Document

## how to measure portfolio diversification

Talking about Eggs and Baskets when It comes to Diversification? Here is the science
behind Diversification. You can use the process of Diversification Calculation
to reduce investor naivety and meet or evaluate fiduciary standards.

See in the example how even though we started with 500 assets as we refine the
measurement of diversification to account for asset concentration &
commonality (aka correlations) 500 becomes misleading.

The example is the S&P 500. A market cap weighted index of the largest 500 U.S listed stocks.

But is it really diversified?

Applying a process such as Principal Component Analysis to a weighted correlation matrix or asset time series produces several dimensions which prove to measure diversification effectively.

Scientific

#### Ambient

Dimension

Description

##### 500 ##### Significant ##### NAIVIETY

Simple Count of the Number of Assets in the Portfolio.

##### Description

The quantity of assets can be a highly misleading method to measure portfolio diversification.

##### dISCUSSION

500 assets in the S&P 500 Index, naively assumed to be a diversified index.

Scientific

#### Spanning

Dimension

Description

##### 194 ##### DEscription

This is a measure of concentration. Equally weighted portfolios have the maximum possible EWE for the number of portfolio assets. Decreases in the EWE increase portfolio concentration. The concentration of the weighting scheme is without regard to commonality of the holdings. Normalize asset count for weighting scheme to produce equally weighted equivalent asset count.

##### dISCUSSION

The top 50 companies comprise 1/2 the weight of the S&P 500 Index. On average the portfolio behaves like it has 194 equally weighted assets.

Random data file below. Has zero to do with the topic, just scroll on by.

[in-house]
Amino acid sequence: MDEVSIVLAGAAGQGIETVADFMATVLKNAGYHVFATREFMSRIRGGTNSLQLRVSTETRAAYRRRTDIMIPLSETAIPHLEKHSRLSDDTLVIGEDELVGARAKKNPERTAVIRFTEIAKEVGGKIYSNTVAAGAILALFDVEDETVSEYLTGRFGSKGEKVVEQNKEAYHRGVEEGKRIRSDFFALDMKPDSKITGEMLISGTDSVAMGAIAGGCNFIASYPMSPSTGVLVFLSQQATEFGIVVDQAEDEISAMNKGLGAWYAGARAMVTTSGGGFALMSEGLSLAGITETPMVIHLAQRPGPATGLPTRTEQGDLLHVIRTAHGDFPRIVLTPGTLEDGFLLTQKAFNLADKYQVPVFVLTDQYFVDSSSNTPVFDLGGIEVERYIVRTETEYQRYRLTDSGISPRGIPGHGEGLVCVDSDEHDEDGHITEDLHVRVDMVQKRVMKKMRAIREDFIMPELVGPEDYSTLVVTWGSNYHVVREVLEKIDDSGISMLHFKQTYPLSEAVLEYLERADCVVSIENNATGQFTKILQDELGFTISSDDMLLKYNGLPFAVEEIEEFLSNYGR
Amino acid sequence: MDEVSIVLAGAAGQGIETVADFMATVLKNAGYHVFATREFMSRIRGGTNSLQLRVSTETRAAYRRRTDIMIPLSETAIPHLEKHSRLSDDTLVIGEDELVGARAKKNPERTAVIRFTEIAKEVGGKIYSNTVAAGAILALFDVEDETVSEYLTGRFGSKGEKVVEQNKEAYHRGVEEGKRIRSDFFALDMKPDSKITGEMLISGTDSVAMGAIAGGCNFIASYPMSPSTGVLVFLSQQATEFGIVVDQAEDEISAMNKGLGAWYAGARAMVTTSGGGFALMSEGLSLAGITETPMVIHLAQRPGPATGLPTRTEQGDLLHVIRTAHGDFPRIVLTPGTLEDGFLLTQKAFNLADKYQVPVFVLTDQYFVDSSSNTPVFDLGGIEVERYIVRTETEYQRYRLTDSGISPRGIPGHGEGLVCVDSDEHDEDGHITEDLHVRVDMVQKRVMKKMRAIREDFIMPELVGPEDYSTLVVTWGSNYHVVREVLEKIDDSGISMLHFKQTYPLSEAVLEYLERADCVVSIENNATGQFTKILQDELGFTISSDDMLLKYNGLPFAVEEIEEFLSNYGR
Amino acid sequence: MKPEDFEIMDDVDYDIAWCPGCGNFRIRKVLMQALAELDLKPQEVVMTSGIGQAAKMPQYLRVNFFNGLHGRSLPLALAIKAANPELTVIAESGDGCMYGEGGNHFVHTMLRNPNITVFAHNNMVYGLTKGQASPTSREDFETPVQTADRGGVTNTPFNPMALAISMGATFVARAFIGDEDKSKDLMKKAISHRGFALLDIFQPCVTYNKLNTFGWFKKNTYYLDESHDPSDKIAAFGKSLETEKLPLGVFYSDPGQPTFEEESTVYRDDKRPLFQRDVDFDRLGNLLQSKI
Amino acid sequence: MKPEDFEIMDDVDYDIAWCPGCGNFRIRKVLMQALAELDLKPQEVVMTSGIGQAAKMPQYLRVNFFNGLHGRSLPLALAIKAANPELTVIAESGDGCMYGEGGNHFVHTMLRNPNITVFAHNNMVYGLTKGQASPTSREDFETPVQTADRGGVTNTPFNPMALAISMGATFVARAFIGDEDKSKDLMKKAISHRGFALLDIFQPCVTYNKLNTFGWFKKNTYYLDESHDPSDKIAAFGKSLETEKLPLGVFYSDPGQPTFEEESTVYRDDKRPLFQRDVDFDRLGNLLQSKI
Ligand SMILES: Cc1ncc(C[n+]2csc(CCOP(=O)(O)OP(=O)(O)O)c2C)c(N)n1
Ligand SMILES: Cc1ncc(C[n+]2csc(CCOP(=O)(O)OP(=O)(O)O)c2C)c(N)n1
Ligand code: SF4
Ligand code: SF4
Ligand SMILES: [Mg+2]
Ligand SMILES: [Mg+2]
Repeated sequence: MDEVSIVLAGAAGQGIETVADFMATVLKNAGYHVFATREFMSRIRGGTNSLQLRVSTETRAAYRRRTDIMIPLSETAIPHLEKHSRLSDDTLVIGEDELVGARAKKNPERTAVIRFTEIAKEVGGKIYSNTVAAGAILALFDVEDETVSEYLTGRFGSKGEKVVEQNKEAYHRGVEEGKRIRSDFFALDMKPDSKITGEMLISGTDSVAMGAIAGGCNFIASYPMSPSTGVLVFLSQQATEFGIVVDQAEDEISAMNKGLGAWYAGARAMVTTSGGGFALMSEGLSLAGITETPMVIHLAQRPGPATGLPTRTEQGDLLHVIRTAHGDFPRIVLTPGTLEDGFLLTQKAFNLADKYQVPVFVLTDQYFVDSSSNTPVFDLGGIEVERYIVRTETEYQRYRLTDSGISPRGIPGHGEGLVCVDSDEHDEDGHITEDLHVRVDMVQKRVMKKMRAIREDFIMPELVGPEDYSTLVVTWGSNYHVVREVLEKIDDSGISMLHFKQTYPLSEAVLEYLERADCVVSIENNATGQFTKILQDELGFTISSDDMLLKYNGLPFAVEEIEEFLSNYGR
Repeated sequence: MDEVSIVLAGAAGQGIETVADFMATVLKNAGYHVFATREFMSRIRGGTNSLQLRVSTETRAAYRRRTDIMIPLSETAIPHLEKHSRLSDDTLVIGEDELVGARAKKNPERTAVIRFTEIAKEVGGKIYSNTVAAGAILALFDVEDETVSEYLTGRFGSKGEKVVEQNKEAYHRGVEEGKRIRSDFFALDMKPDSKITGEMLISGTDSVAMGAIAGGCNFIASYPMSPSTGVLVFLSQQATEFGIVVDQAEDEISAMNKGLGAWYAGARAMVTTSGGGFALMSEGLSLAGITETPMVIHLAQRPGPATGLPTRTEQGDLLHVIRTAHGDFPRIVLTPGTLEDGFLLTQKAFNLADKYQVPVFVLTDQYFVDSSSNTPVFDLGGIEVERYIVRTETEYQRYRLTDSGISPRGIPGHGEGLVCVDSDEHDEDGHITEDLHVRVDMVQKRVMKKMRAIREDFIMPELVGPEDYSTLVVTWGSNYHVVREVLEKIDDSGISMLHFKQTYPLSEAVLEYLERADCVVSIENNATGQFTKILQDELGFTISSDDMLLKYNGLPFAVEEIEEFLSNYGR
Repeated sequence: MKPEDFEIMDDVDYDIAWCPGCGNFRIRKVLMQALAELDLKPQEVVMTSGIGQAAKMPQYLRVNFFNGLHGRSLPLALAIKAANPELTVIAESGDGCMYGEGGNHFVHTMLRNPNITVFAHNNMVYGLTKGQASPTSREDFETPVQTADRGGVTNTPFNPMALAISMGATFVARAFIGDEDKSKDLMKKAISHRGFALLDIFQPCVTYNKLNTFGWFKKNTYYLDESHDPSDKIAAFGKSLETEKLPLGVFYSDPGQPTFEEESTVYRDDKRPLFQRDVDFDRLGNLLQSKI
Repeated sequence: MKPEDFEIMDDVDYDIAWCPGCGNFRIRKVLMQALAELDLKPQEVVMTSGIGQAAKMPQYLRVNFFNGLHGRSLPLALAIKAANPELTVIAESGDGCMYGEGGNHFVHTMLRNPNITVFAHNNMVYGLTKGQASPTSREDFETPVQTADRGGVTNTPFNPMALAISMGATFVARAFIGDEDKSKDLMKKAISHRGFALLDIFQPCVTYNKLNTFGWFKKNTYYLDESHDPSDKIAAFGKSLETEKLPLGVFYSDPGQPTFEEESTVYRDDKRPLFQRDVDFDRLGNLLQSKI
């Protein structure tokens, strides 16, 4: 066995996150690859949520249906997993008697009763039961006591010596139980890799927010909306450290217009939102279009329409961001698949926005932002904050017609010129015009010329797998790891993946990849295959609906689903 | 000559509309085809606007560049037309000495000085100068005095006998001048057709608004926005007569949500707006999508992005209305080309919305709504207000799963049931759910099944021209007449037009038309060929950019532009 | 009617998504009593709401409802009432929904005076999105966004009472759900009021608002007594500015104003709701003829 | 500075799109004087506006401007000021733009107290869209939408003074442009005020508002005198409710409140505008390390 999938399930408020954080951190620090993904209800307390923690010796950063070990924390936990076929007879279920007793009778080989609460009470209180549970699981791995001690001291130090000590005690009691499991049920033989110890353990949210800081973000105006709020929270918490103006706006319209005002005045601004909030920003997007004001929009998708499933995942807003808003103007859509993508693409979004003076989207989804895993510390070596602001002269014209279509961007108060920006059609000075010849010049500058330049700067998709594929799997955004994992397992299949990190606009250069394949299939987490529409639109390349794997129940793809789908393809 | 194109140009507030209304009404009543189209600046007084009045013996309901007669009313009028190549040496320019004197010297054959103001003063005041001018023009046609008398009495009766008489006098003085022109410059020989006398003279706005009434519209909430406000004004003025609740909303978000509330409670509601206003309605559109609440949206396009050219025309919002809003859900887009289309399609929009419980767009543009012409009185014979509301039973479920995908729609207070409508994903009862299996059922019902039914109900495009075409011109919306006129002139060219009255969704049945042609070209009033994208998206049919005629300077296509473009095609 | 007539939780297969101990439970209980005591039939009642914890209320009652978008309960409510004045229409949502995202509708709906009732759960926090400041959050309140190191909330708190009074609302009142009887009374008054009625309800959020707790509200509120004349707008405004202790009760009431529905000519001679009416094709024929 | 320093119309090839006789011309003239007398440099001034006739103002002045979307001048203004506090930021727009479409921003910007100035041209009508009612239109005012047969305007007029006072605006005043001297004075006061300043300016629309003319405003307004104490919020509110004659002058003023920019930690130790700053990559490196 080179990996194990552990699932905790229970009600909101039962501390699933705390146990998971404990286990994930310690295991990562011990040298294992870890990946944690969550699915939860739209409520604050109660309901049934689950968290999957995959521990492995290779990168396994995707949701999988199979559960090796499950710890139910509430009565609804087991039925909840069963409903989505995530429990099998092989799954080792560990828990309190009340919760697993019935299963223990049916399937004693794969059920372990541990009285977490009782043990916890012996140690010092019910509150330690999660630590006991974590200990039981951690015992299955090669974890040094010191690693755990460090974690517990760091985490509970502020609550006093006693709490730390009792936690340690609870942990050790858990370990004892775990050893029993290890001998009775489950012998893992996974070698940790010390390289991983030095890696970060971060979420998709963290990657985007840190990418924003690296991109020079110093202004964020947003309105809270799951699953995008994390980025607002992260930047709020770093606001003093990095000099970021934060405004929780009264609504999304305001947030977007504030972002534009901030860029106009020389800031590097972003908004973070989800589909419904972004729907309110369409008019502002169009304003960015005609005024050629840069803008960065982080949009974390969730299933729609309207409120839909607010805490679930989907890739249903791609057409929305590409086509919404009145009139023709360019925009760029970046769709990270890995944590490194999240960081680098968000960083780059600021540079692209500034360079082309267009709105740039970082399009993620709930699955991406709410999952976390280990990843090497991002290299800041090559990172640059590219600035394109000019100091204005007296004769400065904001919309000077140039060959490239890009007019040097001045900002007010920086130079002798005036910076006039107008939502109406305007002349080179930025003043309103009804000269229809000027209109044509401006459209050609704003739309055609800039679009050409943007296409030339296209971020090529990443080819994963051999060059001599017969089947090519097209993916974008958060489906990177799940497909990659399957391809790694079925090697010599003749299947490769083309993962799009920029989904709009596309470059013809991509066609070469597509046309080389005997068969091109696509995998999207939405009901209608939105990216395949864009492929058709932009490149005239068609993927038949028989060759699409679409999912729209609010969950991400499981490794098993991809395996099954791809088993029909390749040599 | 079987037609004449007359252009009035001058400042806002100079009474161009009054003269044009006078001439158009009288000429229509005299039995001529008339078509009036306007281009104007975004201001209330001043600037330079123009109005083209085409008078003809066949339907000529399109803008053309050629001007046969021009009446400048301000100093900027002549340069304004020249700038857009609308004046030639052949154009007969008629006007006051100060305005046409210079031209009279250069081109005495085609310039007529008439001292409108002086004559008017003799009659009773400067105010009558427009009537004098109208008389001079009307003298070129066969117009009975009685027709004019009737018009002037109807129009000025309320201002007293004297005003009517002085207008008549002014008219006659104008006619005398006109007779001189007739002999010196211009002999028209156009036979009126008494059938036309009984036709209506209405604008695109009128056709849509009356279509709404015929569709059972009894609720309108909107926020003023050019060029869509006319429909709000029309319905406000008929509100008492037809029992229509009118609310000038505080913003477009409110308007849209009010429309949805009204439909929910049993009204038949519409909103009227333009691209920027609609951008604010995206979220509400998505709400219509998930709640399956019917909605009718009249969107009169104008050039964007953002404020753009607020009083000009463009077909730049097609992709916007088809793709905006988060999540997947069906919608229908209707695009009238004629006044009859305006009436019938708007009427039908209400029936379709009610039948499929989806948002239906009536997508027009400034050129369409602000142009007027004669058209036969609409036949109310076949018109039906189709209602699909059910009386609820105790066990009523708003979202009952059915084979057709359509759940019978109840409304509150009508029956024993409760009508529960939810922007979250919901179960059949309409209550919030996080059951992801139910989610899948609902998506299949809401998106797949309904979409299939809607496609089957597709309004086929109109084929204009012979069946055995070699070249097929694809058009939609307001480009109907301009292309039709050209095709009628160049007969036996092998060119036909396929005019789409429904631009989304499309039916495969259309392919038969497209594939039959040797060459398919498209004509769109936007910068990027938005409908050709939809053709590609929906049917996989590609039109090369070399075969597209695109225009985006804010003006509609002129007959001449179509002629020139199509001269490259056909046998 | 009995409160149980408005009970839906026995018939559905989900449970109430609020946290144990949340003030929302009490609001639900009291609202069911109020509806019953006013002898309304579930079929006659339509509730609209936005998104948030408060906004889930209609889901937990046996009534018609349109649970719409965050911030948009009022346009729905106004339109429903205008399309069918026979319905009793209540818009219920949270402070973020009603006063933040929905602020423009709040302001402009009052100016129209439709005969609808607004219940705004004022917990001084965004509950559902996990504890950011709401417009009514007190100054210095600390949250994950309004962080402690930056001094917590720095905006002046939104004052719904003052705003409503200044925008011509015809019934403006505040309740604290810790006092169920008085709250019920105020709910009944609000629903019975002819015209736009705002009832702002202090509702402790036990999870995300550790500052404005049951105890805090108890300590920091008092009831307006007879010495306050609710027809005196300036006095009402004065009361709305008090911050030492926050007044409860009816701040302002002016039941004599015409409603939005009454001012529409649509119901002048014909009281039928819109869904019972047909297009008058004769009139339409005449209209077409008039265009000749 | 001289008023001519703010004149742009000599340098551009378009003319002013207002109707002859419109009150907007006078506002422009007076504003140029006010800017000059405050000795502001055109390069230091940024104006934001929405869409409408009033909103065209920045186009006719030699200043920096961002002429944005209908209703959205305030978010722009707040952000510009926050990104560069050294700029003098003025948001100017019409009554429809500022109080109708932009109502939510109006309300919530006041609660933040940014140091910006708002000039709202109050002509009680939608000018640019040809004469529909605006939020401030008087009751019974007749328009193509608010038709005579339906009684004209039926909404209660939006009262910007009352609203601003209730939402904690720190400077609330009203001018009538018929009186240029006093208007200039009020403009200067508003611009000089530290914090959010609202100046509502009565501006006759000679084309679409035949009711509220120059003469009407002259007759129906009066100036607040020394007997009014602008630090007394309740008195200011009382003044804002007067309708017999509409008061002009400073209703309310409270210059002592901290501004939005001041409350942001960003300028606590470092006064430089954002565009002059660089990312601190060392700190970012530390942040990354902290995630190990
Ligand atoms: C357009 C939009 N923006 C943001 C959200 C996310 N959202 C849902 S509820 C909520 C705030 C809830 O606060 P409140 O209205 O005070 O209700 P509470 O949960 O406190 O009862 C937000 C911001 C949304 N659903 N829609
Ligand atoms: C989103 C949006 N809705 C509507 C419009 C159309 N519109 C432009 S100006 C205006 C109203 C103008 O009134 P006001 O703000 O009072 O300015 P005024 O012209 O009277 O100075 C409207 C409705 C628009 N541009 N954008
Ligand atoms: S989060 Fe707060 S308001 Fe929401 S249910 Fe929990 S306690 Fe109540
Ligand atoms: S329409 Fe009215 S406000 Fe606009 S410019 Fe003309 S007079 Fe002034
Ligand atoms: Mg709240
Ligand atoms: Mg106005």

Scientific

#### Intrinsic

Dimension

Description

##### 21.53 ##### DEscription

Reduce the spanning dimensionality by the Gini-Coefficient - which serves as a measure of the % of commonality - reveals the Intrinsic Dimension of the portfolio. The Quantity deduced is the equivalent number of completely independent assets. Normalize asset count for weighting scheme to produce equally weighted equivalent asset count.

##### dISCUSSION

The top 50 companies comprise 1/2 the weight of the S&P 500 Index. On average the portfolio behaves like it has 194 equally weighted assets.

## Understanding how dimensions measure diversification

This chart shows how much
diversification my be in any
portfolio.

The Asset Count is the top end of
the triangle and is also called the
ambient dimension. In the S&P 500
example, this is 500

The peak value shows how many dimensions it takes to span the portfolio with 100% of the informaiton included. More dimension = more diversification. If the top value is less than the diagonal, then there is some amount of complete redundancy in the portfolio. This is often greater in larger portfolio especially index strategies. The peak value of the curve is the spanning dimension of the portfolio and is approximately equal to the Equally Weighted Equivalent. In the S&P 500 example this drops all the way to 194 indicating large amounts of redundancy The graph would fill the diagonal exactly if all of the assets were uncorrelated and equally weighted. As systematic commonality and weighting concentrations pervade the strategy the graph will dip down, lowering diversification

The extent which the graphs file the diagonal is called the Gini Co-efficient. The Gini Co-efficient is a measure of how evenly things are distributed. For the S&P 500 example the graph only covers 11% of the triangle. The Gini Co-efficient answers the question, " How much diversification does this portfolio have for a given count of investments.

The chart integrates idiosyncratic (asset specific) diversification (AKA holding count) with the systemic commonality of the positions (the Gini Co-Efficient). Multiplying the two yields the Intrinsic Dimension.